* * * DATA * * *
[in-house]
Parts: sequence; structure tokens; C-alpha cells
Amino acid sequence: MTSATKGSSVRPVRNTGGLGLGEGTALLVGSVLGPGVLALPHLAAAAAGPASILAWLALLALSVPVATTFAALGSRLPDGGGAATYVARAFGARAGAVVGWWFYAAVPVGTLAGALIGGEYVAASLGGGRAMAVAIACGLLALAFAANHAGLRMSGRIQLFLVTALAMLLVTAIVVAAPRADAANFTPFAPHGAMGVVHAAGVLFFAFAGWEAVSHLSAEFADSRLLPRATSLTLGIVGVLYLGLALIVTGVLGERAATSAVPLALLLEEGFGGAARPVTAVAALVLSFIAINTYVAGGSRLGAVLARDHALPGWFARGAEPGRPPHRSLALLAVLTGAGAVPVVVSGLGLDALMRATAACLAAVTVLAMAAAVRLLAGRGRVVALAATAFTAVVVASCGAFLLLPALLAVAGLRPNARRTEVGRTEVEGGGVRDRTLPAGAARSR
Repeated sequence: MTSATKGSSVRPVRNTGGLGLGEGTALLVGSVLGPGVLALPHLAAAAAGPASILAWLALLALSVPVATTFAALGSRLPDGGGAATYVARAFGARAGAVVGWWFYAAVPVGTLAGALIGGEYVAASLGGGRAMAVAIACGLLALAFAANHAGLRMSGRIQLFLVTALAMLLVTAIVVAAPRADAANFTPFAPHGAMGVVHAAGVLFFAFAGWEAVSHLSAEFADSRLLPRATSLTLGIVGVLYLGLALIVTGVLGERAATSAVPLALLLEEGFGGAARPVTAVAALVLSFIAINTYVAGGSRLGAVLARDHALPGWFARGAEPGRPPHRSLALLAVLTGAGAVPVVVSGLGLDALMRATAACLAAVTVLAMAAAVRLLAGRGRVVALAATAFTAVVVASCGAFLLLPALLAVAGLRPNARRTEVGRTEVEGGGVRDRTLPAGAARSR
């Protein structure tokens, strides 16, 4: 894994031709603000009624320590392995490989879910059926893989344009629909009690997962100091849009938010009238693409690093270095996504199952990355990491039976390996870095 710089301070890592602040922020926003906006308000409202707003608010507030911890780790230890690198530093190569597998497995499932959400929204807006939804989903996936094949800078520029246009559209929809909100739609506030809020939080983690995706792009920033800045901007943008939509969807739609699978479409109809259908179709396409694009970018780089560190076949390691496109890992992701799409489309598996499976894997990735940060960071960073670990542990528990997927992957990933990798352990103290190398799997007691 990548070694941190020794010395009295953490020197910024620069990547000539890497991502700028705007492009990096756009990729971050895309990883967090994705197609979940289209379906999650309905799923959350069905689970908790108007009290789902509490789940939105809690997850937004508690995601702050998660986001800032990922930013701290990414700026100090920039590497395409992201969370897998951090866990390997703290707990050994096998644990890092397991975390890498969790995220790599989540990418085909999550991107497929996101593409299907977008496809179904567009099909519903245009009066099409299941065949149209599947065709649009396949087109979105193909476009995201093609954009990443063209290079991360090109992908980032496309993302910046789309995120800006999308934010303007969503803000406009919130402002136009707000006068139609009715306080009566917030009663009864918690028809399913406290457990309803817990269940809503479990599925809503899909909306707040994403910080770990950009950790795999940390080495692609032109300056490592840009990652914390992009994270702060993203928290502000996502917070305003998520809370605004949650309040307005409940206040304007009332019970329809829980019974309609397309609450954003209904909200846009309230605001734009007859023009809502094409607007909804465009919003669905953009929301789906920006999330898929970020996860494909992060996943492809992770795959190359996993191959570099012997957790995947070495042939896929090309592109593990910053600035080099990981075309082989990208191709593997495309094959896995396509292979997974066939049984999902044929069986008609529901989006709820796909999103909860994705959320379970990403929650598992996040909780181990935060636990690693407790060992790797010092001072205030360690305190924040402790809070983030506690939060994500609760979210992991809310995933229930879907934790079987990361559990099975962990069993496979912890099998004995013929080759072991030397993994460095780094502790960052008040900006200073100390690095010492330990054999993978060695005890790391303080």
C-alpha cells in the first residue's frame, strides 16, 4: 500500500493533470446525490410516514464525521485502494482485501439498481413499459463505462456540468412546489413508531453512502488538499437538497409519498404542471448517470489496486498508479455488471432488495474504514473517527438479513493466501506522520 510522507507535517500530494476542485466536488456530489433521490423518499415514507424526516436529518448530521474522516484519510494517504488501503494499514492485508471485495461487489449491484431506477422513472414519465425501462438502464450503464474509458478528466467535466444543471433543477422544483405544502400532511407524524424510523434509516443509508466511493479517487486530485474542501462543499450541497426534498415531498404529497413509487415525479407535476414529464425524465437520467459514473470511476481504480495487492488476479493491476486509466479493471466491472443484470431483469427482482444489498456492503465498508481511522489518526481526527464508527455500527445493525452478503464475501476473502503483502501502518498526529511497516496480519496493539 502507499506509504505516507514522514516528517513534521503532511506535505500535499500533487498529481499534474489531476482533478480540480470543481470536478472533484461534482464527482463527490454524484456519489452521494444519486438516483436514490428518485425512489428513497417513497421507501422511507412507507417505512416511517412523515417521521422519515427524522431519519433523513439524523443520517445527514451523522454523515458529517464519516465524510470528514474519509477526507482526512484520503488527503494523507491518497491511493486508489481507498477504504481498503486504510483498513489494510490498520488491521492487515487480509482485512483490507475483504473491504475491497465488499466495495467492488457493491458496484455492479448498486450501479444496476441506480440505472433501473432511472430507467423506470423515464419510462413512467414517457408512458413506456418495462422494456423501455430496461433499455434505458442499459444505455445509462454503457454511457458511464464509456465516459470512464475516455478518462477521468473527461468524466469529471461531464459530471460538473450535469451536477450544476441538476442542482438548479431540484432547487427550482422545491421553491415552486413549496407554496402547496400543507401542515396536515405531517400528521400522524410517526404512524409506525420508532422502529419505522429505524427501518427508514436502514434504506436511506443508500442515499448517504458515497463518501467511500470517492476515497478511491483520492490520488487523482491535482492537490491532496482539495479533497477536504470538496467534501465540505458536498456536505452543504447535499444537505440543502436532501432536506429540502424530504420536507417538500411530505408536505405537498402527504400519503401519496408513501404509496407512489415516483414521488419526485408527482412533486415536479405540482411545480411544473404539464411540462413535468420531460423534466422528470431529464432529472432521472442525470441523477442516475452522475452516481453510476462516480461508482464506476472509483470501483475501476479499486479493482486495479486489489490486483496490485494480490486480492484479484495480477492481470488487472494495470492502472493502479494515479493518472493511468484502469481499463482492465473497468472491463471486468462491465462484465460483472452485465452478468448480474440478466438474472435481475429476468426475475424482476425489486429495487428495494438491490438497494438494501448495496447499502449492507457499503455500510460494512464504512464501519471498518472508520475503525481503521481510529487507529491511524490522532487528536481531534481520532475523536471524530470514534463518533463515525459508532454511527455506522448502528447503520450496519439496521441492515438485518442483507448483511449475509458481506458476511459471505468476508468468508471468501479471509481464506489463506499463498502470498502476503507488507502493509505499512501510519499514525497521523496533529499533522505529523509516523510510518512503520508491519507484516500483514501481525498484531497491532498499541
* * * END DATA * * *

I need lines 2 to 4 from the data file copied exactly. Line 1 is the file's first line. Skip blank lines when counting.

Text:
Parts: sequence; structure tokens; C-alpha cells
Amino acid sequence: MTSATKGSSVRPVRNTGGLGLGEGTALLVGSVLGPGVLALPHLAAAAAGPASILAWLALLALSVPVATTFAALGSRLPDGGGAATYVARAFGARAGAVVGWWFYAAVPVGTLAGALIGGEYVAASLGGGRAMAVAIACGLLALAFAANHAGLRMSGRIQLFLVTALAMLLVTAIVVAAPRADAANFTPFAPHGAMGVVHAAGVLFFAFAGWEAVSHLSAEFADSRLLPRATSLTLGIVGVLYLGLALIVTGVLGERAATSAVPLALLLEEGFGGAARPVTAVAALVLSFIAINTYVAGGSRLGAVLARDHALPGWFARGAEPGRPPHRSLALLAVLTGAGAVPVVVSGLGLDALMRATAACLAAVTVLAMAAAVRLLAGRGRVVALAATAFTAVVVASCGAFLLLPALLAVAGLRPNARRTEVGRTEVEGGGVRDRTLPAGAARSR
Repeated sequence: MTSATKGSSVRPVRNTGGLGLGEGTALLVGSVLGPGVLALPHLAAAAAGPASILAWLALLALSVPVATTFAALGSRLPDGGGAATYVARAFGARAGAVVGWWFYAAVPVGTLAGALIGGEYVAASLGGGRAMAVAIACGLLALAFAANHAGLRMSGRIQLFLVTALAMLLVTAIVVAAPRADAANFTPFAPHGAMGVVHAAGVLFFAFAGWEAVSHLSAEFADSRLLPRATSLTLGIVGVLYLGLALIVTGVLGERAATSAVPLALLLEEGFGGAARPVTAVAALVLSFIAINTYVAGGSRLGAVLARDHALPGWFARGAEPGRPPHRSLALLAVLTGAGAVPVVVSGLGLDALMRATAACLAAVTVLAMAAAVRLLAGRGRVVALAATAFTAVVVASCGAFLLLPALLAVAGLRPNARRTEVGRTEVEGGGVRDRTLPAGAARSR